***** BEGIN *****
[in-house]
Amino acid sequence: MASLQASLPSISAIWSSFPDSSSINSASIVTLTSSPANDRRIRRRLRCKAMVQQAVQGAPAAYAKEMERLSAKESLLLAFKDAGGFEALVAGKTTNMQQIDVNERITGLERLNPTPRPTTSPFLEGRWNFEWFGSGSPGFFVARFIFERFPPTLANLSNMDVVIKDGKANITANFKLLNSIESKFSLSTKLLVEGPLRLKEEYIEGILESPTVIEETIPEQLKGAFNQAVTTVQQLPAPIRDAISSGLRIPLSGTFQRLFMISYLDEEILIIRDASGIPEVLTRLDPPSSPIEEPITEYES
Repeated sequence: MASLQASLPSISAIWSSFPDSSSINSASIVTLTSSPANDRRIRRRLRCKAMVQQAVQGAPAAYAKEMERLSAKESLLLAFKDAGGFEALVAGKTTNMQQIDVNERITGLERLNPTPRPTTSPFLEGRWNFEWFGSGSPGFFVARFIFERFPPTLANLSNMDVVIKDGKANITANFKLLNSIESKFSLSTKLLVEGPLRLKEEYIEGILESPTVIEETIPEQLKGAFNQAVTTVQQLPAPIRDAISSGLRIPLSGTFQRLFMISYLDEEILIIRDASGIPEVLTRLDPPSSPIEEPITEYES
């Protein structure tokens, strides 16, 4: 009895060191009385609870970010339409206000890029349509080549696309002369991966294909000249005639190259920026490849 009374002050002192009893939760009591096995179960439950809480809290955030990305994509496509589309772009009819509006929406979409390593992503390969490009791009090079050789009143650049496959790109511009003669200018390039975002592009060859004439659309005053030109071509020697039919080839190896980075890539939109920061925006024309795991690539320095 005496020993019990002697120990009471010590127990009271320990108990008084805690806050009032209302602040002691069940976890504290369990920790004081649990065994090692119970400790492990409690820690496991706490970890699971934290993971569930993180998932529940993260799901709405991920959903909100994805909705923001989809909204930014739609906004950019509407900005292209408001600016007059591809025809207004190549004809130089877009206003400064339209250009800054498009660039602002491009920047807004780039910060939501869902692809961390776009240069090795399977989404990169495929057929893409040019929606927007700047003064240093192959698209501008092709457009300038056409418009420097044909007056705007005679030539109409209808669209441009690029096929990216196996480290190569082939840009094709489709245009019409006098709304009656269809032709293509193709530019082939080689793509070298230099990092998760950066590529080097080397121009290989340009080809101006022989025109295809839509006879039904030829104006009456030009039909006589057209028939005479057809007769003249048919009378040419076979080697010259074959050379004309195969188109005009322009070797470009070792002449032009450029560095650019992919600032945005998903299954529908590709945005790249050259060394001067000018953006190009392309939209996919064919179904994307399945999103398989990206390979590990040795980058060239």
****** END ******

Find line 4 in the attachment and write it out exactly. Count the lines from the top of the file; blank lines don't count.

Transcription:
């Protein structure tokens, strides 16, 4: 009895060191009385609870970010339409206000890029349509080549696309002369991966294909000249005639190259920026490849 009374002050002192009893939760009591096995179960439950809480809290955030990305994509496509589309772009009819509006929406979409390593992503390969490009791009090079050789009143650049496959790109511009003669200018390039975002592009060859004439659309005053030109071509020697039919080839190896980075890539939109920061925006024309795991690539320095 005496020993019990002697120990009471010590127990009271320990108990008084805690806050009032209302602040002691069940976890504290369990920790004081649990065994090692119970400790492990409690820690496991706490970890699971934290993971569930993180998932529940993260799901709405991920959903909100994805909705923001989809909204930014739609906004950019509407900005292209408001600016007059591809025809207004190549004809130089877009206003400064339209250009800054498009660039602002491009920047807004780039910060939501869902692809961390776009240069090795399977989404990169495929057929893409040019929606927007700047003064240093192959698209501008092709457009300038056409418009420097044909007056705007005679030539109409209808669209441009690029096929990216196996480290190569082939840009094709489709245009019409006098709304009656269809032709293509193709530019082939080689793509070298230099990092998760950066590529080097080397121009290989340009080809101006022989025109295809839509006879039904030829104006009456030009039909006589057209028939005479057809007769003249048919009378040419076979080697010259074959050379004309195969188109005009322009070797470009070792002449032009450029560095650019992919600032945005998903299954529908590709945005790249050259060394001067000018953006190009392309939209996919064919179904994307399945999103398989990206390979590990040795980058060239």